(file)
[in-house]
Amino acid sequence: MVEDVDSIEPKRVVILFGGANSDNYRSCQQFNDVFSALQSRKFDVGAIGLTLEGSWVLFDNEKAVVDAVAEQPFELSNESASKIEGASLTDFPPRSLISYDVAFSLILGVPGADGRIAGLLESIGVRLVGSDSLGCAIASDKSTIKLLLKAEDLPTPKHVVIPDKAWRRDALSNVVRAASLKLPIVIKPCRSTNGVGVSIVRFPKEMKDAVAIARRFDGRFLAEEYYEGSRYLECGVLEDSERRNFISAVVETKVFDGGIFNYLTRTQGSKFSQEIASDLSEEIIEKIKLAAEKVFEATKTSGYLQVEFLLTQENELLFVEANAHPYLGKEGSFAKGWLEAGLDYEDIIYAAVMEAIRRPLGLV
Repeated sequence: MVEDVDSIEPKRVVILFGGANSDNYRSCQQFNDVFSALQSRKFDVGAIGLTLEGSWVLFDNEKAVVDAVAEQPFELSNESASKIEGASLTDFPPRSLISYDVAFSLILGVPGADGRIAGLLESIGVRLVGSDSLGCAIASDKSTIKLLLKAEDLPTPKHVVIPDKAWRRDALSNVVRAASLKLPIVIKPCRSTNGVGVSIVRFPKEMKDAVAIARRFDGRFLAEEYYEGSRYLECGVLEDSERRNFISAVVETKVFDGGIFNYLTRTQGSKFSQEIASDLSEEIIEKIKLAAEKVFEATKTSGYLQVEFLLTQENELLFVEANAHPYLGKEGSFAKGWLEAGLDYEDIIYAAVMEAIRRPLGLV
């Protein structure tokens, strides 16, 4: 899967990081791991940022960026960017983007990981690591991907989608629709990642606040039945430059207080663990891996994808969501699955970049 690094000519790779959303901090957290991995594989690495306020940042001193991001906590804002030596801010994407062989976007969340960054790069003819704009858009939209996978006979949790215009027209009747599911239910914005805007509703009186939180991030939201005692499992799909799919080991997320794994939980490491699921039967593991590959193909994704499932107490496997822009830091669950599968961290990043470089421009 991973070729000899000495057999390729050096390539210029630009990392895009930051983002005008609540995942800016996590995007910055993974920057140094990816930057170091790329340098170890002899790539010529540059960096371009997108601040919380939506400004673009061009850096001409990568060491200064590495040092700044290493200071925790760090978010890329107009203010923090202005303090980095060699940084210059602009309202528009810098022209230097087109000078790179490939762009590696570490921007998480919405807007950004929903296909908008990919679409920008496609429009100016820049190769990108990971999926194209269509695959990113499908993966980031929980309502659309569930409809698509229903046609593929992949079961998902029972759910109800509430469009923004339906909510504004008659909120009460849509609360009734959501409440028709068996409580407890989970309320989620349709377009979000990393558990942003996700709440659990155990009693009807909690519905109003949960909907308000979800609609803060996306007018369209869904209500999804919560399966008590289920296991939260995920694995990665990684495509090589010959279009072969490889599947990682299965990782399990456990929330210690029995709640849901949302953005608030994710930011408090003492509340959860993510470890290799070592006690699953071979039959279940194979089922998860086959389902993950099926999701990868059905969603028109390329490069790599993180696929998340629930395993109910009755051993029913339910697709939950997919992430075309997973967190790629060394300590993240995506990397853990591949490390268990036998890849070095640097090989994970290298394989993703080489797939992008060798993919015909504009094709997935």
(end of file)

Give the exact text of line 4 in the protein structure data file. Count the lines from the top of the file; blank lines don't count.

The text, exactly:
């Protein structure tokens, strides 16, 4: 899967990081791991940022960026960017983007990981690591991907989608629709990642606040039945430059207080663990891996994808969501699955970049 690094000519790779959303901090957290991995594989690495306020940042001193991001906590804002030596801010994407062989976007969340960054790069003819704009858009939209996978006979949790215009027209009747599911239910914005805007509703009186939180991030939201005692499992799909799919080991997320794994939980490491699921039967593991590959193909994704499932107490496997822009830091669950599968961290990043470089421009 991973070729000899000495057999390729050096390539210029630009990392895009930051983002005008609540995942800016996590995007910055993974920057140094990816930057170091790329340098170890002899790539010529540059960096371009997108601040919380939506400004673009061009850096001409990568060491200064590495040092700044290493200071925790760090978010890329107009203010923090202005303090980095060699940084210059602009309202528009810098022209230097087109000078790179490939762009590696570490921007998480919405807007950004929903296909908008990919679409920008496609429009100016820049190769990108990971999926194209269509695959990113499908993966980031929980309502659309569930409809698509229903046609593929992949079961998902029972759910109800509430469009923004339906909510504004008659909120009460849509609360009734959501409440028709068996409580407890989970309320989620349709377009979000990393558990942003996700709440659990155990009693009807909690519905109003949960909907308000979800609609803060996306007018369209869904209500999804919560399966008590289920296991939260995920694995990665990684495509090589010959279009072969490889599947990682299965990782399990456990929330210690029995709640849901949302953005608030994710930011408090003492509340959860993510470890290799070592006690699953071979039959279940194979089922998860086959389902993950099926999701990868059905969603028109390329490069790599993180696929998340629930395993109910009755051993029913339910697709939950997919992430075309997973967190790629060394300590993240995506990397853990591949490390268990036998890849070095640097090989994970290298394989993703080489797939992008060798993919015909504009094709997935």